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The Start Up Story Of Live Journal And Brad Fitzpatrick

When social media websites became popular, some rose to prominence and remained at the top of the search results. Others plowed steadily down the middle of the road, remaining in the peripheral vision of interested online parties. And still, others fizzled out quickly due to keeping their focus too limited. In the case of LiveJournal, a social media outlet designed specifically for blogging, it has remained important depending on the geographical location.
Founded in 1999 by Brad Fitzpatrick, a programmer that was born in Iowa and raised in Oregon, the site grew in popularity over the next few years. It wasn’t until the company operating LiveJournal for Fitzpatrick, Danga Interactive, was sold that real controversy and major demographic changes began.

Originally pieced together by Fitzpatrick as a way to keep in touch with friends from high school, the site began signing up a steady stream of users. Communities within the site arose and LiveJournal became an attractive alternative to current blogging websites. It’s simple design, ease of use, and embedding capability made it a regular staple of more serious bloggers that appreciated its abilities.

In 2005, Danga Interactive was sold to Six Apart (also known as 6A). Kirkpatrick joined 6A as their chief architect as part of the deal. Kirkpatrick had entertained many different offers from companies to purchase the site, which he considered personal and a pet project of his, but refused to sell until maintenance and other obligations got the better of him. After supposedly confirming the site ideals would remain in place with 6A, Kirkpatrick agreed to sell.
When the announcement of the sale made the rounds online, LiveJournal users began backing up their blogs which slowed the site down tremendously. They raised objections that the site fundamentals would change for the worse, that free members would be formed to purchase memberships, and that the open source coding would evaporate. Kirkpatrick discounted these worries and sold the company anyway, assuring users that things would remain the same.
The site became so popular in Russia that the Russian name for the site, ZheZhe, became synonymous with blogging in general. 6A licensed the LiveJournal branding to a Russian company named SUP Media in 2006, a year before Kirkpatrick opted to leave his own site for good.

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In 2007, LiveJournal was fully sold to SUP Media. Its popularity was expounded upon by the fact that it had become a breaking point for the largely independent Russian blogging community. When backlash and concern from the users over the sale and operations of LiveJournal circulated online, the new site owners responded negatively. Accusations were made by the management that the users were actively trying to disparage growth.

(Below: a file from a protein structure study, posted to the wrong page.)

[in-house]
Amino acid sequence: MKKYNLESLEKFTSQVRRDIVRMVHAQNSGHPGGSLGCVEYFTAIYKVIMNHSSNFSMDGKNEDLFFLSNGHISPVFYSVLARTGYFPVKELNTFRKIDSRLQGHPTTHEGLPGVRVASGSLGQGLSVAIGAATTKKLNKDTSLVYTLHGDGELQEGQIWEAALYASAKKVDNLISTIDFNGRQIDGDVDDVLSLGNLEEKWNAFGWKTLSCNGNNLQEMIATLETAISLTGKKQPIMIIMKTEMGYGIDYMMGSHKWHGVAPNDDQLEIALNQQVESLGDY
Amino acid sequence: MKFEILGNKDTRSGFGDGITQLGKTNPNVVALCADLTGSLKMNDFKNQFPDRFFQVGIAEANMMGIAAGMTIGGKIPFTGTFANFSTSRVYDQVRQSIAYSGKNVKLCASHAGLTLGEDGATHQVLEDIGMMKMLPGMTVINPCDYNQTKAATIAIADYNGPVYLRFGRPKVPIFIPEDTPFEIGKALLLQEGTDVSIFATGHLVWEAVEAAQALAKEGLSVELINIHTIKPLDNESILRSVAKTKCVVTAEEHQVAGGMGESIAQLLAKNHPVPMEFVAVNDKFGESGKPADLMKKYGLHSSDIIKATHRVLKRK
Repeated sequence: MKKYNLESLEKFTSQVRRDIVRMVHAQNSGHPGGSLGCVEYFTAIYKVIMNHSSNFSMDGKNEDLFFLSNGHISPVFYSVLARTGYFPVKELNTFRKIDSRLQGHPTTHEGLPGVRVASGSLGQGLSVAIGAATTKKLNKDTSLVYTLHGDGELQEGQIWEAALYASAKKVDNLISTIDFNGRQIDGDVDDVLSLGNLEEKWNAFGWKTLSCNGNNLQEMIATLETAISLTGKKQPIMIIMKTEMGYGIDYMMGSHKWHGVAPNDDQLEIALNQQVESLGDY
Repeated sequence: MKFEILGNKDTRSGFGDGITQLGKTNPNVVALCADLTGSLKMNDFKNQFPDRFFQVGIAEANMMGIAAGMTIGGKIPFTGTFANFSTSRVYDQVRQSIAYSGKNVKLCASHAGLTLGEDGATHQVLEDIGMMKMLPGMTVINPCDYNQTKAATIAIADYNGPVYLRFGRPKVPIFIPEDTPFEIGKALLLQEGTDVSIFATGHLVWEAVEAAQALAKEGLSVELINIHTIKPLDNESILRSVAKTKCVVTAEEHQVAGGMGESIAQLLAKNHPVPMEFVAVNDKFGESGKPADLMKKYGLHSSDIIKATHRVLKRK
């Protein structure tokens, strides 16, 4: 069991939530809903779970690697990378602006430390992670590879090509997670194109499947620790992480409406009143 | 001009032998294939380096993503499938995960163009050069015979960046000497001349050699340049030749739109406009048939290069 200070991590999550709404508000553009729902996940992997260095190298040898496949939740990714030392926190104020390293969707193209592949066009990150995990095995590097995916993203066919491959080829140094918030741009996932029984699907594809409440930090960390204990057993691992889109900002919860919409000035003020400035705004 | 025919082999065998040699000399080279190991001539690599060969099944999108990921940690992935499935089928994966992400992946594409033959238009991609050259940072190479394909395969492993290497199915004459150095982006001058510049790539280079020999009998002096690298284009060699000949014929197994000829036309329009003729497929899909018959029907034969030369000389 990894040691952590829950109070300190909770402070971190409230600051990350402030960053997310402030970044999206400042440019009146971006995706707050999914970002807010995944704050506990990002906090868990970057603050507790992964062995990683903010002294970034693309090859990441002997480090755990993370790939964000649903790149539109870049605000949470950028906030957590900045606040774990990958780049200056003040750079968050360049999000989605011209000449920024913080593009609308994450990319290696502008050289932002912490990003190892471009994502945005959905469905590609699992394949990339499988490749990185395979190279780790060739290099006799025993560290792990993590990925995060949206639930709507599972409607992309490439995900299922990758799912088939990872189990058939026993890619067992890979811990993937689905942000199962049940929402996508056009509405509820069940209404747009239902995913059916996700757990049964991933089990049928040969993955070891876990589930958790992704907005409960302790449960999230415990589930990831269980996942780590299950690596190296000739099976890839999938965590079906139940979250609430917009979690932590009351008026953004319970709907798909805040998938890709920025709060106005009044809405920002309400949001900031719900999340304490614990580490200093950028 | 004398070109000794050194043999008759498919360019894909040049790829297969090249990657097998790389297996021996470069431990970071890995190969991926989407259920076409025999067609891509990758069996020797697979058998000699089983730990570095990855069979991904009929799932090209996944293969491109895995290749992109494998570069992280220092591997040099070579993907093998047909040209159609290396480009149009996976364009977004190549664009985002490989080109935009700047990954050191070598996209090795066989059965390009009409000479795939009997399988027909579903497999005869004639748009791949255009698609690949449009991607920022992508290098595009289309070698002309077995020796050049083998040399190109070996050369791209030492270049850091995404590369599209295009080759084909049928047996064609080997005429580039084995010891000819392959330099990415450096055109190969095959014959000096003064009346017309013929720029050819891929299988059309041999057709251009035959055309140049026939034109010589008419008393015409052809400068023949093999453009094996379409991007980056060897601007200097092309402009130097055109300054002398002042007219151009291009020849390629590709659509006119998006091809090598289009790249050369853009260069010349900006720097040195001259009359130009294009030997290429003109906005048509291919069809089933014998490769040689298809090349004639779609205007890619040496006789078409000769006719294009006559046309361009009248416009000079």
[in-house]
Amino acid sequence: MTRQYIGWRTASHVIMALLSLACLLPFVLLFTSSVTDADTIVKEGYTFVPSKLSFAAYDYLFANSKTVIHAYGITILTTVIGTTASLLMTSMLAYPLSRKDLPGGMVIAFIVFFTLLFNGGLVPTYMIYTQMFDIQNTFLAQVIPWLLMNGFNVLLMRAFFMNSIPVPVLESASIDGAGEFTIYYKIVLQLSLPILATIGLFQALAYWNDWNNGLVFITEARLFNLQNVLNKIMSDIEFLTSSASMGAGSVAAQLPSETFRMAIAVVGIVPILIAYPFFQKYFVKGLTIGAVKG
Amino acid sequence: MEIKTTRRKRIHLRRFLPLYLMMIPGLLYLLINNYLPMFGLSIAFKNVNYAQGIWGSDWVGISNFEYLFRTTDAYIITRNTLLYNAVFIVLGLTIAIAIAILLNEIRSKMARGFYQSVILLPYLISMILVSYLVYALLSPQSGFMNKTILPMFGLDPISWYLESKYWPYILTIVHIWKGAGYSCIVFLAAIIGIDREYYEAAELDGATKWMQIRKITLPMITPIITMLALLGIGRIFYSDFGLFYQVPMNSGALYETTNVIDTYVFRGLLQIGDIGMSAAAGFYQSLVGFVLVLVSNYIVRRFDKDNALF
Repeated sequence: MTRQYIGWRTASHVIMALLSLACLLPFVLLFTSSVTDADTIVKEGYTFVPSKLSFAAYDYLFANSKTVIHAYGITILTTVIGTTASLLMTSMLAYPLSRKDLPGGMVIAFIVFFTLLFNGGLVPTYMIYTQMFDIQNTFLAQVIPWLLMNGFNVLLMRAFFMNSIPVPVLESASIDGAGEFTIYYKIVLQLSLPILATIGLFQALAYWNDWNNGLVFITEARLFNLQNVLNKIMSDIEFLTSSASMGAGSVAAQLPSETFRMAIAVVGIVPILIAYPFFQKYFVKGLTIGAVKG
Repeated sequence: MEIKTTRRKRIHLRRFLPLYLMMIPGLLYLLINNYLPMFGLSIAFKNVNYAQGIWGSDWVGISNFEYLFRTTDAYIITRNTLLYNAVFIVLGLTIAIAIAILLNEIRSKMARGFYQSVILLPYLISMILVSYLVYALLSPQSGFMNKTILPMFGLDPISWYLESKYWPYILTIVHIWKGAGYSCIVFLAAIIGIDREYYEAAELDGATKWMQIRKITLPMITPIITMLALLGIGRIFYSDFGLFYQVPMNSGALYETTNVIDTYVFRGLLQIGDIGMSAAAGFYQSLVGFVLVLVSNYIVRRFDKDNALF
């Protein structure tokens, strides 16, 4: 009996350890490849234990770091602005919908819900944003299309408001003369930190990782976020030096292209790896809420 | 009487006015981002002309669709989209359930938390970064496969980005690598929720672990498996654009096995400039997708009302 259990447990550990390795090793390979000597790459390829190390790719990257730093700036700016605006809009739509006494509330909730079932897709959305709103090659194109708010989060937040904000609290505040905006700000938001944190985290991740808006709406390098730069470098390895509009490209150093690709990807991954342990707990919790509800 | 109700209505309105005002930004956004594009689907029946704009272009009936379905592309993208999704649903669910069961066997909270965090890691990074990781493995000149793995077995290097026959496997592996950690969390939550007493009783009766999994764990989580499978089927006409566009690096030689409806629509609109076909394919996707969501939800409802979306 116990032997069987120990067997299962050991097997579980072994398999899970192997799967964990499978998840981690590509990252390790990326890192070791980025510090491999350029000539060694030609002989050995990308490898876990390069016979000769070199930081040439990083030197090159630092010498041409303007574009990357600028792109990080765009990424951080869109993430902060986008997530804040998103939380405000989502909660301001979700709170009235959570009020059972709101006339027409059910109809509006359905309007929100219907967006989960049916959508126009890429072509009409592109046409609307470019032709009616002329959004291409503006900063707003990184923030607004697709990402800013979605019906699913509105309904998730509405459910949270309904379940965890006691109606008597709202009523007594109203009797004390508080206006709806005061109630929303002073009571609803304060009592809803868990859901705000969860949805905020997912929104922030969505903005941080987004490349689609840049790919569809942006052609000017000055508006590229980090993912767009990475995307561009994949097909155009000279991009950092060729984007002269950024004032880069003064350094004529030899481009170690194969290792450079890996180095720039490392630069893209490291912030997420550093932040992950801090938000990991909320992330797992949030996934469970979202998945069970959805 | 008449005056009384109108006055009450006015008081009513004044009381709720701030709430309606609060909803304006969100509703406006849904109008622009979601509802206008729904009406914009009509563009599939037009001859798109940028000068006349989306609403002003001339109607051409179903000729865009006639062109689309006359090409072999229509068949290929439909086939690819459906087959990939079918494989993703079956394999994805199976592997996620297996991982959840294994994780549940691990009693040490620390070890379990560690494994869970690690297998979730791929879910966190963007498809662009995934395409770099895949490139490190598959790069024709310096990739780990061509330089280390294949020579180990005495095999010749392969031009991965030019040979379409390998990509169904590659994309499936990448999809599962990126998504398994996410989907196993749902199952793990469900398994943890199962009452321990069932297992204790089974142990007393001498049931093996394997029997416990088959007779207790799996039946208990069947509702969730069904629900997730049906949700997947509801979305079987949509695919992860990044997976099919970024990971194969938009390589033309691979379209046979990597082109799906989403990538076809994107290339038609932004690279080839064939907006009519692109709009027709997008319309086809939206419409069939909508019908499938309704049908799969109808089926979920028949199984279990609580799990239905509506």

The growing concern that an American site sold to a Russian company, where it was distinctly more popular, would lead to the alienation of American users. Possibly in response to this, SUP Media announced that the site would now be run by a new company, LiveJournal, Inc based out of San Francisco. This office continues to run the site by governing US laws.

Because LiveJournal was designed by Kirkpatrick to largely be open source software, meaning free for just about anyone to utilize, other sites have copied the engine used to run the site. The typical difference is the terms of service that allow importation of LiveJournal blogs.

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While the brokerage of the company was usually the debated point in the real world, in cyberspace another controversy had begun. In mid-2007, after the sale to SUP Media, nearing five hundred blogs were shut down by the site. These sites were reportedly featuring content that went against the site’s standards and policies. Many of the banned blogs featured fan fiction listed in certain searchable categories. Others limited to the discussion of taboo topics were also blogs.

Eventually, many of these blogs were more thoroughly researched by LiveJournal and unbanned, but the damage had been done. Users declined service and the numbers dwindled.

Political parties and activists in Russia, however, continued to take advantage of LiveJournal’s abilities. Operations in Russia bolstered the site even though the user numbers were dwindling in the United States. Chief administration and maintenance of the site are still run from the LiveJournal, Inc. headquarters in San Francisco even though the site is undoubtedly more Russian than American.

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